The Tragedy Of Sophocles ' Tragedy Essay

The Tragedy Of Sophocles ' Tragedy Essay

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Re-evaluating Tragedy
Fifth century Athens created the institutionalisation of tragedy as an art form throughout the polis. Originating as Dionysian celebrations through masks, dithyrambs and dance, tragedy developed into an architectural form for playwrights, namely Aeschylus, Sophocles and Euripides, to encapsulate the struggle of the human condition in its attempts to reconcile good and evil existence.

Aristotle deconstructed tragedy and its form into the “imitation of an action that is serious, complete and of a certain magnitude”. Consequently, there emerged the four intrinsic elements: the plot, the tragic emotions, the catharsis of fear and pity and the discovery of the whole structure of the artistic representation.

Compared to Aristotle’s stricter definition, modern philosophers developed the genre of tragedy into an intellectual philosophy on the human and universal psyche. Hegel surmised that tragedy was an isomorphic exfoliation of the social and individual consciousness, allowing a character and thereby the audience to deconstruct and revive themselves through their struggles. For Nietzsche, tragedy was the artistic outburst of nature, the incarnation of the mythic figure Dionysus that vied against the rational world, the restraint of the Apollonian society. Thence, Nietzsche envisaged the rebirth of tragedy as a mythic narrative needed in a time of mankind’s loss of scientific fascination and return to the ecstasy of the Dionysian ecstasy and chaos.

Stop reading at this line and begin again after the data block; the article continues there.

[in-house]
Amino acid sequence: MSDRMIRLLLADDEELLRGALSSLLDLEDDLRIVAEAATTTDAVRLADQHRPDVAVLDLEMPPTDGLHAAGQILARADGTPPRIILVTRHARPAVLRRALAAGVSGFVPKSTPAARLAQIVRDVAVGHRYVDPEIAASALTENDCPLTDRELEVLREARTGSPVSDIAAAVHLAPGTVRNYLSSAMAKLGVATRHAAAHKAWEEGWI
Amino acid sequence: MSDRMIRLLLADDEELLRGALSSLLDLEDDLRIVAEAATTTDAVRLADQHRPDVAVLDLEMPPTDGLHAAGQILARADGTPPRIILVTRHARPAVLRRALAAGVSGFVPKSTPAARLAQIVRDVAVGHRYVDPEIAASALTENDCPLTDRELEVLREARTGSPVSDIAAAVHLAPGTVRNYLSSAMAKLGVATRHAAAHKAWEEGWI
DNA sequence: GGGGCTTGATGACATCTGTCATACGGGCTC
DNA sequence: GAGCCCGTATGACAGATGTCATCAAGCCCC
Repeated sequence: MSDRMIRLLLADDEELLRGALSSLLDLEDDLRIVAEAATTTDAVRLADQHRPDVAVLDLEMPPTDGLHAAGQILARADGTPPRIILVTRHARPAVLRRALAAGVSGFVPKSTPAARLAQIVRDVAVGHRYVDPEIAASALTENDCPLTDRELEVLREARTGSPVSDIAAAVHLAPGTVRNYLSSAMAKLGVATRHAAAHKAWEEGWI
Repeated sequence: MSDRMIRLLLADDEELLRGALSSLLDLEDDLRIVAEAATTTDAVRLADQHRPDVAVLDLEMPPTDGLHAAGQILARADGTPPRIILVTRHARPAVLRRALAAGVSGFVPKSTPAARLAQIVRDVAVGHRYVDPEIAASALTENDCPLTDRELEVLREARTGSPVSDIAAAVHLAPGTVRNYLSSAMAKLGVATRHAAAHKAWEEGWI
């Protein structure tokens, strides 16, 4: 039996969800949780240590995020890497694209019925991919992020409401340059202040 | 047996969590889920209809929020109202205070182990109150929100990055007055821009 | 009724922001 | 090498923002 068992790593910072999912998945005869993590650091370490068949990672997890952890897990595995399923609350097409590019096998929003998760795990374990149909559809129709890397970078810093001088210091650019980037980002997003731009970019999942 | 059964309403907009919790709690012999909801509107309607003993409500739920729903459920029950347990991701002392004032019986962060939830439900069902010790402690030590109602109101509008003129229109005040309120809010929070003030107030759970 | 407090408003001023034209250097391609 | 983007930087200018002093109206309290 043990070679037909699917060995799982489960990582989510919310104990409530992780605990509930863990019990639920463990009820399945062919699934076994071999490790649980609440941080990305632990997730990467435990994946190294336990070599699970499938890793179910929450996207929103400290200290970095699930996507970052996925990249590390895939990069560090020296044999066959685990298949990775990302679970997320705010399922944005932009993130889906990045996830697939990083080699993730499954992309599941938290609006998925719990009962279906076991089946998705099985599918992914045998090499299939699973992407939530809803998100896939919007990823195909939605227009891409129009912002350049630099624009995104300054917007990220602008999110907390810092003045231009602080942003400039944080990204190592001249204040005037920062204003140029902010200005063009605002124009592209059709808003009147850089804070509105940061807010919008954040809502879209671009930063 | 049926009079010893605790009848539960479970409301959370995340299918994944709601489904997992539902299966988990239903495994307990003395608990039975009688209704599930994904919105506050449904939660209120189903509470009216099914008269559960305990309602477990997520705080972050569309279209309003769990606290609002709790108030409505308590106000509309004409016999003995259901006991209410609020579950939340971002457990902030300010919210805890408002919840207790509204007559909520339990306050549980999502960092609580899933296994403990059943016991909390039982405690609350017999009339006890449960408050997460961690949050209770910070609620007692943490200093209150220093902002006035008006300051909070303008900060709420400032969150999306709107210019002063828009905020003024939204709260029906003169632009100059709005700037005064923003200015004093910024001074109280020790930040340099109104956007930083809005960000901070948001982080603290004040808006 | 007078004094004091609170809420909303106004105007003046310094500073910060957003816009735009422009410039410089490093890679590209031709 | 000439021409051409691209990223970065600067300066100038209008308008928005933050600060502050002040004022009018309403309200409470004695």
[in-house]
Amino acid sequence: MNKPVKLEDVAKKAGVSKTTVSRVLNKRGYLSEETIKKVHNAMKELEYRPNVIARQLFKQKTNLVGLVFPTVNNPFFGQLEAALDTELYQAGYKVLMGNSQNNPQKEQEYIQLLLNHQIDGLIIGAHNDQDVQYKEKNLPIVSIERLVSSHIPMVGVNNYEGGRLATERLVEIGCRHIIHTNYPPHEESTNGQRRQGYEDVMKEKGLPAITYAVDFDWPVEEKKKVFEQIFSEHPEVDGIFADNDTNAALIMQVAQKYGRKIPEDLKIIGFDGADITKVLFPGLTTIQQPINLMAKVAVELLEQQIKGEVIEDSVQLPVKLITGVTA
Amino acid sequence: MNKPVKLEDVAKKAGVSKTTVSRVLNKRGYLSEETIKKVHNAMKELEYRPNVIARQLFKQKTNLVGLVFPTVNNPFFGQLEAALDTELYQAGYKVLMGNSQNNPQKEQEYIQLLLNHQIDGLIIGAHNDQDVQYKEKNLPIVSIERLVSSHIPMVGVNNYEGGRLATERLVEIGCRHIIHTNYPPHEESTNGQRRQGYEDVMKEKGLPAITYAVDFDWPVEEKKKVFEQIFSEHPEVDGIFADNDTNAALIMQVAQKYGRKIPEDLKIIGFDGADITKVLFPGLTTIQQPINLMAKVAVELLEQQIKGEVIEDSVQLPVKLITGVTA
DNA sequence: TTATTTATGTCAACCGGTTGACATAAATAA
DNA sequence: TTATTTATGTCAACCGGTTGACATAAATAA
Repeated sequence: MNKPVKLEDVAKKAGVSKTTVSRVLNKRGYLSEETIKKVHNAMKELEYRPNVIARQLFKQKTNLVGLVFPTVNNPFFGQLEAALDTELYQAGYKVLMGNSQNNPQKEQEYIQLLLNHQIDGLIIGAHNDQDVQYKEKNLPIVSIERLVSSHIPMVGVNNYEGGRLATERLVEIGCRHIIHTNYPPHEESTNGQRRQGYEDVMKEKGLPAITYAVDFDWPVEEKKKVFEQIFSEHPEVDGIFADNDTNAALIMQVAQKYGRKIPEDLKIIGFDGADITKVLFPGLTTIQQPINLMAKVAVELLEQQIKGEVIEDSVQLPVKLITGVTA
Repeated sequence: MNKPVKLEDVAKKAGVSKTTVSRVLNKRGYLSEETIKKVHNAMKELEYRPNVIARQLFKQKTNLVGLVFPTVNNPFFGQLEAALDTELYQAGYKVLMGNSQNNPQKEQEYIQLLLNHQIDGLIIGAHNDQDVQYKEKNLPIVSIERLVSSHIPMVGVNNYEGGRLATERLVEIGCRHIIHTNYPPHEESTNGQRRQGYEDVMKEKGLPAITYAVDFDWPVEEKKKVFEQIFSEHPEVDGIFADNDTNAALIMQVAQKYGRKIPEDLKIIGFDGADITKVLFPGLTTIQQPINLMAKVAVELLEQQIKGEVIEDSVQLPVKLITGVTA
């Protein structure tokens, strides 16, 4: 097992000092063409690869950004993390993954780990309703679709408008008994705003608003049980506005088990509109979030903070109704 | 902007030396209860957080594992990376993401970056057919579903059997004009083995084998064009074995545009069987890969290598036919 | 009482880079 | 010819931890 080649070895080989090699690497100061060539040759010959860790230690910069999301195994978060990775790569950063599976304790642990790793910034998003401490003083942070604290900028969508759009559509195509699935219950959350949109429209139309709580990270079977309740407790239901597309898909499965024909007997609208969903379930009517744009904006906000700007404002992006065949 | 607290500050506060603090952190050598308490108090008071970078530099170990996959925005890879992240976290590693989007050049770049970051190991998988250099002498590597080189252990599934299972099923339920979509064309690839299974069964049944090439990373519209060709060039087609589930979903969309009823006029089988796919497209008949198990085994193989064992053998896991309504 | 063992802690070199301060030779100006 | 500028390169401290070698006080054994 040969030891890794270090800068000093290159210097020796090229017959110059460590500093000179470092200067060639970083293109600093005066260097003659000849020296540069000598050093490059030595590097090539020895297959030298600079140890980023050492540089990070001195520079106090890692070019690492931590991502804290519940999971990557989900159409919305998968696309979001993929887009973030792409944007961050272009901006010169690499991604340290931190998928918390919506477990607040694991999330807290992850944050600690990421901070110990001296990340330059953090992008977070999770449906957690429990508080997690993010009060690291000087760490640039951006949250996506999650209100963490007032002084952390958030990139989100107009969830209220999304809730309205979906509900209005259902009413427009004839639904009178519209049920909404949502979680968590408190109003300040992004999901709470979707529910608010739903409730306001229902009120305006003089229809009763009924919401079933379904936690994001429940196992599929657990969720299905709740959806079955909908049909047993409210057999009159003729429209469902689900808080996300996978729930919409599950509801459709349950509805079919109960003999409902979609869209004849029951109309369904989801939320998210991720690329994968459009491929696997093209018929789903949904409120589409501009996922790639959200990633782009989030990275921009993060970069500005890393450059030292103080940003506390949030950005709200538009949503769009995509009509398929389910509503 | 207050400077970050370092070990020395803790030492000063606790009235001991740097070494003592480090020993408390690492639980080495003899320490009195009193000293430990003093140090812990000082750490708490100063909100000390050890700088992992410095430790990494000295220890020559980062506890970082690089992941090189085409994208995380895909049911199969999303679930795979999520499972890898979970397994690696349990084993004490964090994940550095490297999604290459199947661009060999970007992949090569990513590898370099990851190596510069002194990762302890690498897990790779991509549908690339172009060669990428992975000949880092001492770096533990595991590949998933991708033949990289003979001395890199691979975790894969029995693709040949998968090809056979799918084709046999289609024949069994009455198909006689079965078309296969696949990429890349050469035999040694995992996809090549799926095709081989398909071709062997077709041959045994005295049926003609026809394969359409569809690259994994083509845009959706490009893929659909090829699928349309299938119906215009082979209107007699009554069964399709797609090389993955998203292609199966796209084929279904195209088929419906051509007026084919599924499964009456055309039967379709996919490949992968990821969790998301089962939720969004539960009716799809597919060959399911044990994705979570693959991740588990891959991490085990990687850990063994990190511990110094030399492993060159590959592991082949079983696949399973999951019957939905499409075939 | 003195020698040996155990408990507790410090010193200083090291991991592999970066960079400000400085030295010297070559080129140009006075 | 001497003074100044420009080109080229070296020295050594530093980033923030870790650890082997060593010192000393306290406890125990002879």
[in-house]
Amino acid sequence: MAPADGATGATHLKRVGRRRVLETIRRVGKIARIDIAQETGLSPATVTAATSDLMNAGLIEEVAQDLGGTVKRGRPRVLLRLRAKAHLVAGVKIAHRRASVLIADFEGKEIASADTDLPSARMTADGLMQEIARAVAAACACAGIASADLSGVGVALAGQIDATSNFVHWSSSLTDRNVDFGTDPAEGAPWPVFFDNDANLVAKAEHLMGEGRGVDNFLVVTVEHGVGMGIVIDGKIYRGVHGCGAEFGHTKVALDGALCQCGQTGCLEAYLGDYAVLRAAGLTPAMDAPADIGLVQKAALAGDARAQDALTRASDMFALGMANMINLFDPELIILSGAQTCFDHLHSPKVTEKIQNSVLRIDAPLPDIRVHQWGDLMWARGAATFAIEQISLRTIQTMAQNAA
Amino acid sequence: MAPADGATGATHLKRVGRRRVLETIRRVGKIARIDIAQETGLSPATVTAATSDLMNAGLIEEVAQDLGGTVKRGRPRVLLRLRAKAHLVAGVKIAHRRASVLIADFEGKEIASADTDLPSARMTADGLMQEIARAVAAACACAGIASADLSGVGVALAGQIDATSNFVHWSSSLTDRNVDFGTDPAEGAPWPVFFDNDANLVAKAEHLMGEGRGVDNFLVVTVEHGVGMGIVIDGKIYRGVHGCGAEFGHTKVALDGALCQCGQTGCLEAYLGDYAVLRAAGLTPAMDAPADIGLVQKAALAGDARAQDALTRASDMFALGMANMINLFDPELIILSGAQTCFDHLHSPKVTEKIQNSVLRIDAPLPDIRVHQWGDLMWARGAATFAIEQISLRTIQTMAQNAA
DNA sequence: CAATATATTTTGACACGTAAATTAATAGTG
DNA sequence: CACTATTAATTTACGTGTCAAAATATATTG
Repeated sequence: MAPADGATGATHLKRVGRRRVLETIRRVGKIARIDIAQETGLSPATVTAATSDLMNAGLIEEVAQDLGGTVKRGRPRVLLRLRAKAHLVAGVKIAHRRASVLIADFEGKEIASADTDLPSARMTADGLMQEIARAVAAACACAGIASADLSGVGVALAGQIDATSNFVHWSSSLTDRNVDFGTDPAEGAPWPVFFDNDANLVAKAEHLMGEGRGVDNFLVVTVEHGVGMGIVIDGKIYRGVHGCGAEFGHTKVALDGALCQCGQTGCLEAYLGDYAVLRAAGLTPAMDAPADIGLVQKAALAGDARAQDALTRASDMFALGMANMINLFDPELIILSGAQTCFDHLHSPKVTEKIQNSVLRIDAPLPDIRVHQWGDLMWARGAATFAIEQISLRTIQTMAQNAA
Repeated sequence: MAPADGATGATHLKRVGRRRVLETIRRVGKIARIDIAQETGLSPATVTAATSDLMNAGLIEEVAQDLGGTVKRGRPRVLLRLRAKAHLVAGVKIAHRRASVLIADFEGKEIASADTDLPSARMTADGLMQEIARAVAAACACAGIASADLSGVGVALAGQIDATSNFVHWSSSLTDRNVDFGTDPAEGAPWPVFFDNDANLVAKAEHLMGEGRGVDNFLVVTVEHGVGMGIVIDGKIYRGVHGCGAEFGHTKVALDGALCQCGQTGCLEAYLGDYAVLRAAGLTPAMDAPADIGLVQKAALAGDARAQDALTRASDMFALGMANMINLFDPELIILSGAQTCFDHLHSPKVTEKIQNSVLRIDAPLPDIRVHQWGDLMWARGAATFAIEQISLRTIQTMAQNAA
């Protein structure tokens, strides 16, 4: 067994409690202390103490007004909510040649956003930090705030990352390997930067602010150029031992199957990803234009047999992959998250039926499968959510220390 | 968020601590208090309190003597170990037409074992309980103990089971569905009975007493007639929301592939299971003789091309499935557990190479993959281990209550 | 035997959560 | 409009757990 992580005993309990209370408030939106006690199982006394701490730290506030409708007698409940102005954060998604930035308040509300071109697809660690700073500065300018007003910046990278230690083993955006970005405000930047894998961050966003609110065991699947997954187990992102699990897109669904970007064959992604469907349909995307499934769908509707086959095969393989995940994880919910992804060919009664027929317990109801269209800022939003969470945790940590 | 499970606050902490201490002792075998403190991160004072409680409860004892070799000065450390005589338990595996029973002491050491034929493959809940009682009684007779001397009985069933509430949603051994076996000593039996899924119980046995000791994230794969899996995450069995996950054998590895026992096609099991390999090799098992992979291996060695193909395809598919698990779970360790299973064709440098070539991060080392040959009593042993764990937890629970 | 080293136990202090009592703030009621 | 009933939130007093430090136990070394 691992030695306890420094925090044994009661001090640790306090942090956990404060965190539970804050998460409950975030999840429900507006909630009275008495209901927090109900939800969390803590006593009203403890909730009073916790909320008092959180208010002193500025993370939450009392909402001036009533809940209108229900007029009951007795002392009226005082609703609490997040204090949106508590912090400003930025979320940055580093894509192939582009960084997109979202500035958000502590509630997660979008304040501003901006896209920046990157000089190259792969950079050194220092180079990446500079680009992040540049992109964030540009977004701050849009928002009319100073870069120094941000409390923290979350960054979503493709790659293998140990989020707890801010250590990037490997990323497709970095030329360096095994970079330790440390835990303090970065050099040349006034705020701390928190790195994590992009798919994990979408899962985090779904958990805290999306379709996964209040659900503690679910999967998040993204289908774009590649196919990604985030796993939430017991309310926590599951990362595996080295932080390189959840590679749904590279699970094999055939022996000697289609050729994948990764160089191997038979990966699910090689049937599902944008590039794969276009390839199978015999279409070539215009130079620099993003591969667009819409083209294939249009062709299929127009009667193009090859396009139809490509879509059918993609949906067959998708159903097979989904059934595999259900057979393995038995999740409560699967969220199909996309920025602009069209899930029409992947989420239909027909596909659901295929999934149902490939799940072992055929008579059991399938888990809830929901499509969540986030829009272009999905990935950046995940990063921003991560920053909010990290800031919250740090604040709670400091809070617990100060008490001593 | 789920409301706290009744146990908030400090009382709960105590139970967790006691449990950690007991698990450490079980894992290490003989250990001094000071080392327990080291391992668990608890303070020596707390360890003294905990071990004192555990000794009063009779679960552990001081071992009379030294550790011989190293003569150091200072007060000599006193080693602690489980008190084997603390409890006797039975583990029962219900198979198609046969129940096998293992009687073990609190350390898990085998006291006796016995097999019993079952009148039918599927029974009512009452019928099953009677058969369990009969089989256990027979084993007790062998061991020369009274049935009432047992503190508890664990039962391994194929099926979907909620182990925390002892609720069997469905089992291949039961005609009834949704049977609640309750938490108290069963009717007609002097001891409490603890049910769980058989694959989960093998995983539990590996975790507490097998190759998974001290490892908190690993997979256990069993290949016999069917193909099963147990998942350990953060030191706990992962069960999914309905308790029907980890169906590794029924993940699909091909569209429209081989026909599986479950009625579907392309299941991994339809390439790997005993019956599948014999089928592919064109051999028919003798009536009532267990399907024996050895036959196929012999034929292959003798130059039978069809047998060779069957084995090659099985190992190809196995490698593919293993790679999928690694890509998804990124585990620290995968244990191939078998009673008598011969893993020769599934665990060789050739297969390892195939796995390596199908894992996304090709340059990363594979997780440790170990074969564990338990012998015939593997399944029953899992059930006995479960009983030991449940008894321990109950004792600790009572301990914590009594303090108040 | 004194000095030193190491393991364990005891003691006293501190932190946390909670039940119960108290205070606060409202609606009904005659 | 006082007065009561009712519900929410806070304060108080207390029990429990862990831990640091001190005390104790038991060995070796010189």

This becomes most pertinent with the modern 20th century as the broadening of the tragic genre coincides with the progressive loss of religious faith, the scientific destruction of the universe through war and its consequent restructuring whereby individuality rema...


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...egration of the success myth and ergo his identity, Willy cannot abandon the myth without reducing himself to a mere nothing. This is paralleled in the chiasmic foreshadowing of death in the structure, whereby Willy’s attempt to crash his car is actualised in the denouement. It is through this predicament that Miller establishes the duality of life and death that existential mythology precipitates. Willy’s suicide as the denouement becomes an inescapable reminder not only of the mortality that humanity shares, but the memory and accomplishments of Willy in his blind adherence to the American dream had been gratuitous. For Willy, existence did not precede essence, when his worth was calculated only by prosperity and toil, rendering a futile life. The poignancy of this challenges the audience to examine their own existence according to their pervading cosmic mythology.

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